These are tough days for men. It is not just MeToo undammed, or even the joyous ‘outing’ of trans desires across the world, but also the steady breaching of the walls that grimly preserve maleness from threats and frivolities. That, too, is not merely a question of traditionally male professions being invaded by females; the transgressive imagination is now trying to turn male characters on screen into women. What else would explain the arrival of Jodie Whittaker as the 13th Dr Who in the science fiction series on TV? True, the fictional assumptions can allow for the change: Dr Who is a time traveller who can reinvent himself — herself?—but the question is, why now? Why didn’t anyone think of this before? So, has the Era of the Woman dawned at last?
Probably not. Not while that eternally 30-something, gleaming muscled, piercing-eyed, lightning fast spy with the glad eye and gladder technique, the inimitable James Bond, remains cast in male stone. Barbara Broccoli, the executive producer of the Bond franchise, must have felt the dangers of imaginative expectations when she firmly scotched the idea of a female Bond. Bond will ‘probably’ never be played by a woman, she said. Created by Ian Fleming in the 1950s, there is something in Bond’s DNA that cannot be transferred to a woman, feels Ms Broccoli, a powerful woman herself. This is not a new debate, though. The pros and cons of turning James into Jane have been argued with alternating passion and wit for a while now — Gillian Anderson projecting herself as Jane Bond added grist to the mill — with the vote still going for James. Not that action heroes cannot be female. How would a Bond fare against, say, Michelle Yeoh in Crouching Tiger, Hidden Dragon or Uma Thurman in Kill Bill? And these are just two of them.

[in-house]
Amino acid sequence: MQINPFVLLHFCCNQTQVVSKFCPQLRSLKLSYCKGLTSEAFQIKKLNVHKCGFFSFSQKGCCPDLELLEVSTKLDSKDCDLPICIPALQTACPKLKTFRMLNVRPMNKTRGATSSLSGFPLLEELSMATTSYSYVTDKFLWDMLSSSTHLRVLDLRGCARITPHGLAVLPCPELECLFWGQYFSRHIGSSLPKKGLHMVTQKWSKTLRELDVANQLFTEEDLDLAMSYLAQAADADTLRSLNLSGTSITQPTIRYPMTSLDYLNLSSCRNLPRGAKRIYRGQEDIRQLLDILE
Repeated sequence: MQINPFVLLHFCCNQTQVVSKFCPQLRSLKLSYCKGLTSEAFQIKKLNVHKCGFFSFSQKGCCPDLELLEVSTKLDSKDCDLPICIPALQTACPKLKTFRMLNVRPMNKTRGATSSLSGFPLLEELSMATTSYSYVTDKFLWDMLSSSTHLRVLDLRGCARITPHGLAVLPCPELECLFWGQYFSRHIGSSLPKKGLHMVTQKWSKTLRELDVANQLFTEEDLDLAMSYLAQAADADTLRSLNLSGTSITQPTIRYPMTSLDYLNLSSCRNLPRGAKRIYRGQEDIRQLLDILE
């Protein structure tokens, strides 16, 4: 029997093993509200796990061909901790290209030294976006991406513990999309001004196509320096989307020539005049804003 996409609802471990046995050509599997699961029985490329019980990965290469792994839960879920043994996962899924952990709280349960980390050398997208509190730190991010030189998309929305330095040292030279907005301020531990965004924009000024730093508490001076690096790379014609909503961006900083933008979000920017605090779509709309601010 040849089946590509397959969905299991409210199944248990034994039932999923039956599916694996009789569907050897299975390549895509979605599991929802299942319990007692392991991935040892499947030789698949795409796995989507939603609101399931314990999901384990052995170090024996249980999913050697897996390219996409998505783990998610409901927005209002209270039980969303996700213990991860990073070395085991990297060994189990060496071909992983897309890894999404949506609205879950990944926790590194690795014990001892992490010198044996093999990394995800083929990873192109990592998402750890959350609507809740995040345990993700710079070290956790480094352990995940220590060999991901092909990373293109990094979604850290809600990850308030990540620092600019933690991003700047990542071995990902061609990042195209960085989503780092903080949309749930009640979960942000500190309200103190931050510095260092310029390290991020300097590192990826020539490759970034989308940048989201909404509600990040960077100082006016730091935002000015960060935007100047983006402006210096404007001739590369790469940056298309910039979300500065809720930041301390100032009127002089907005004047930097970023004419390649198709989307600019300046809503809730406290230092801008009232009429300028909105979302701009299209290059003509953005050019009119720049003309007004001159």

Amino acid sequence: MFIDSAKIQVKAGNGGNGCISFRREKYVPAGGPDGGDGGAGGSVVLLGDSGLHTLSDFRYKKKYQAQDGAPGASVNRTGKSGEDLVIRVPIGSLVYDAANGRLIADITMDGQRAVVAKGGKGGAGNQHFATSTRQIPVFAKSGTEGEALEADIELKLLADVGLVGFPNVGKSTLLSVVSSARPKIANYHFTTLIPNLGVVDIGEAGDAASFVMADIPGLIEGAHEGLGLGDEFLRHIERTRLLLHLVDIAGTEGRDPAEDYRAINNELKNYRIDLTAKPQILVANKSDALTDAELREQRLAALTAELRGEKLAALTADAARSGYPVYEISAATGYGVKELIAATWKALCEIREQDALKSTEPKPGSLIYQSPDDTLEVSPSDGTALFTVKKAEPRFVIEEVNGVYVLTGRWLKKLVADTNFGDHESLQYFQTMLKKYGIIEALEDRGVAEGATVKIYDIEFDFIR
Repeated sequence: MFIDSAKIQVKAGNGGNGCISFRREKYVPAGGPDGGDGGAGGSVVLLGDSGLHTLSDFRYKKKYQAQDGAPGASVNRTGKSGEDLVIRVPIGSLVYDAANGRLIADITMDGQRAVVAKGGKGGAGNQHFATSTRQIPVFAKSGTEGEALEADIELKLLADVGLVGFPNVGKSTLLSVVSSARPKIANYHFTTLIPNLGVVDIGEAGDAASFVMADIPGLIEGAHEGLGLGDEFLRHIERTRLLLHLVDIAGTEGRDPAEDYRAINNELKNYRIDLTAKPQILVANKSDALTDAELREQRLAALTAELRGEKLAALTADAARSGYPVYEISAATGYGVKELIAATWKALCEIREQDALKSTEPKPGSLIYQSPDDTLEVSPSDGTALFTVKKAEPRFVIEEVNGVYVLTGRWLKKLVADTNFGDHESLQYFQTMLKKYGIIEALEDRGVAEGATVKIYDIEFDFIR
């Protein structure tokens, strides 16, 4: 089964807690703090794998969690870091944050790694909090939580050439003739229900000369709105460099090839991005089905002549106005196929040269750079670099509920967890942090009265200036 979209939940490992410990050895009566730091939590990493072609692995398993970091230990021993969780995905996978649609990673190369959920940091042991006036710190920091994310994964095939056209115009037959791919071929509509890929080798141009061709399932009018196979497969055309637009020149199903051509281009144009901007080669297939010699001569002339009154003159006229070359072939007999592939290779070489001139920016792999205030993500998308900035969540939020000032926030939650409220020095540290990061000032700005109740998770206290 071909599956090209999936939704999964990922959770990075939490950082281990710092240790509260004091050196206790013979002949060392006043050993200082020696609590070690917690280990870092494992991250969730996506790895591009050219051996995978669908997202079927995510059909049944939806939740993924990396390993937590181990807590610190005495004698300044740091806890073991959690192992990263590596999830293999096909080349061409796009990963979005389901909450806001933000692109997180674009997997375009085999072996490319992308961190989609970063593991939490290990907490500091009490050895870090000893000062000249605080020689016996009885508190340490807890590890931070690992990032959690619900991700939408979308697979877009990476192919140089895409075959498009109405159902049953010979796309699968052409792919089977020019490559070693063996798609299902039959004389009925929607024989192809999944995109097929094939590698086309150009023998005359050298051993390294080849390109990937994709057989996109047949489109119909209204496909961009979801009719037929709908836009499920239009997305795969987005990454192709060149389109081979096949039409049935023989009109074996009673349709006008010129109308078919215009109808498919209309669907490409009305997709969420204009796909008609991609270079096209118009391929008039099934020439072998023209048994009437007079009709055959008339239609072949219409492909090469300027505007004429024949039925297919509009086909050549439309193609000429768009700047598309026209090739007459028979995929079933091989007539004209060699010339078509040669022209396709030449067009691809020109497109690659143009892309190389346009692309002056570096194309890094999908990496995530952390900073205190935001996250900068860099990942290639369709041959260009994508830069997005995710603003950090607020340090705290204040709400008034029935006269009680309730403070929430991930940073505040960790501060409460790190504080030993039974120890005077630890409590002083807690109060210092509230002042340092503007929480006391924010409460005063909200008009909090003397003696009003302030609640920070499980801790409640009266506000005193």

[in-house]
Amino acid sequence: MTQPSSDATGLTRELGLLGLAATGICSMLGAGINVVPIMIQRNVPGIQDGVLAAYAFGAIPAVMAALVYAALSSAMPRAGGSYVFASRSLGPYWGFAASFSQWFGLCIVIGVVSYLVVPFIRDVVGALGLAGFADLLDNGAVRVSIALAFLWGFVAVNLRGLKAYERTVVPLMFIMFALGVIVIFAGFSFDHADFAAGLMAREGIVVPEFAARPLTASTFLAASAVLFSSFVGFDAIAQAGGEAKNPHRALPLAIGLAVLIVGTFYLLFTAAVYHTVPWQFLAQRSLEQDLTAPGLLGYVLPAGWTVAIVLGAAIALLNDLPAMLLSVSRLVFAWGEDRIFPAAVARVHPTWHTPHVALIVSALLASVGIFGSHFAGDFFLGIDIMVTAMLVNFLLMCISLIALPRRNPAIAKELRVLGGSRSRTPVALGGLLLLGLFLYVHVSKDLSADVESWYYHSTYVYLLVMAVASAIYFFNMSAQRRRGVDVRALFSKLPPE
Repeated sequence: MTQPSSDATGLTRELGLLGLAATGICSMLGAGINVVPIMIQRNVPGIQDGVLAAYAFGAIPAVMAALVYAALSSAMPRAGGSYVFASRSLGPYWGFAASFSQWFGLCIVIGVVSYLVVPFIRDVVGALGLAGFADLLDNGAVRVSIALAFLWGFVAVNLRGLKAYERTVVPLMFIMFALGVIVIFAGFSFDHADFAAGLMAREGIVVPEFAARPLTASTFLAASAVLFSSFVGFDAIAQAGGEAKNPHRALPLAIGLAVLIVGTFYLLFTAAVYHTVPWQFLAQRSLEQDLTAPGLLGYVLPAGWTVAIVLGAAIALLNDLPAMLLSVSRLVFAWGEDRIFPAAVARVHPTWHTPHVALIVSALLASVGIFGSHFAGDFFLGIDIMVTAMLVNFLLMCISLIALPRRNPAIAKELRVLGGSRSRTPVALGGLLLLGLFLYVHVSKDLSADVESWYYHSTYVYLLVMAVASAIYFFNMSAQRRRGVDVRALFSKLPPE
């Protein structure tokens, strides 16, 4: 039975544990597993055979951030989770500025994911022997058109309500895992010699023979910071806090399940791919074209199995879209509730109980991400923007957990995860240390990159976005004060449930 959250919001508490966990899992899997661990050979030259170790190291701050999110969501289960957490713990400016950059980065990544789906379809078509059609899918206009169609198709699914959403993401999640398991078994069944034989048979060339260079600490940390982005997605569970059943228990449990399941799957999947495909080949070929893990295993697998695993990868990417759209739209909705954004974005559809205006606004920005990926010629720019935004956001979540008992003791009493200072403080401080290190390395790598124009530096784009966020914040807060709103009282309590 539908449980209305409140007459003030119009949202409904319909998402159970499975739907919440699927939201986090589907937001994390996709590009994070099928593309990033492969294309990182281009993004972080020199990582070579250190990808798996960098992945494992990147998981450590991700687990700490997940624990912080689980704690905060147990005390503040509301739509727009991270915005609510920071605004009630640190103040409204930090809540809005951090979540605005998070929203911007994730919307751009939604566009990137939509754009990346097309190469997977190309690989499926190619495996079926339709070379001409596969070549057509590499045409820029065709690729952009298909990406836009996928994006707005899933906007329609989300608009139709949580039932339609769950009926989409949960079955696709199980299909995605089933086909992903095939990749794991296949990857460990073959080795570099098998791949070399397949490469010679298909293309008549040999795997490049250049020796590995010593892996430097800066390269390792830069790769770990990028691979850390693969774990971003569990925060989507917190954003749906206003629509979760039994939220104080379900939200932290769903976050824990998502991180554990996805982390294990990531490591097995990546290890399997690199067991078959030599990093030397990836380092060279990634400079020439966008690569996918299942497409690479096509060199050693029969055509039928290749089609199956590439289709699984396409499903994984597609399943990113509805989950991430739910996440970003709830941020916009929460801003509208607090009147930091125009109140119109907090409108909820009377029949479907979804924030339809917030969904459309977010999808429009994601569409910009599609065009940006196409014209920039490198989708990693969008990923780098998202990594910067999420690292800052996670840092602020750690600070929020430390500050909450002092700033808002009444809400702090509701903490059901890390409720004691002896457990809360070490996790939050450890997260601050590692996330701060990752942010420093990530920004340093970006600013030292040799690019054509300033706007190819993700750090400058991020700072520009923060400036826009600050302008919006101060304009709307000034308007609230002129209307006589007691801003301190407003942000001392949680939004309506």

The Bond girls, though, are both irresistible and often highly trained, even quite lethal. But they usually come to sticky ends, because they must play second fiddle to Bond. It is not just the impression of virility that male stars would like to preserve by their sole claim to ‘action’ parts, but also the huge sums that go with it. The entry of women into this arena certainly breaks down that glass ceiling. Ms Broccoli may be sensing the creeping danger from all directions. Quite possibly, it is not the female Dr Who but the female Dr Watson who is more unnerving. Lucy Liu is not only an action star in Charlie’s Angels, but she also became a highly successful Dr Watson to Jonny Lee Miller’s Sherlock Holmes in the 2012 series, Elementary. Even fabled bromances are losing their sanctity, it seems, in this heretical age where women wield cutting-edge — or futuristic — hi-tech devices as deftly as the alpha male. Making James hold firm is getting to be quite a challenge.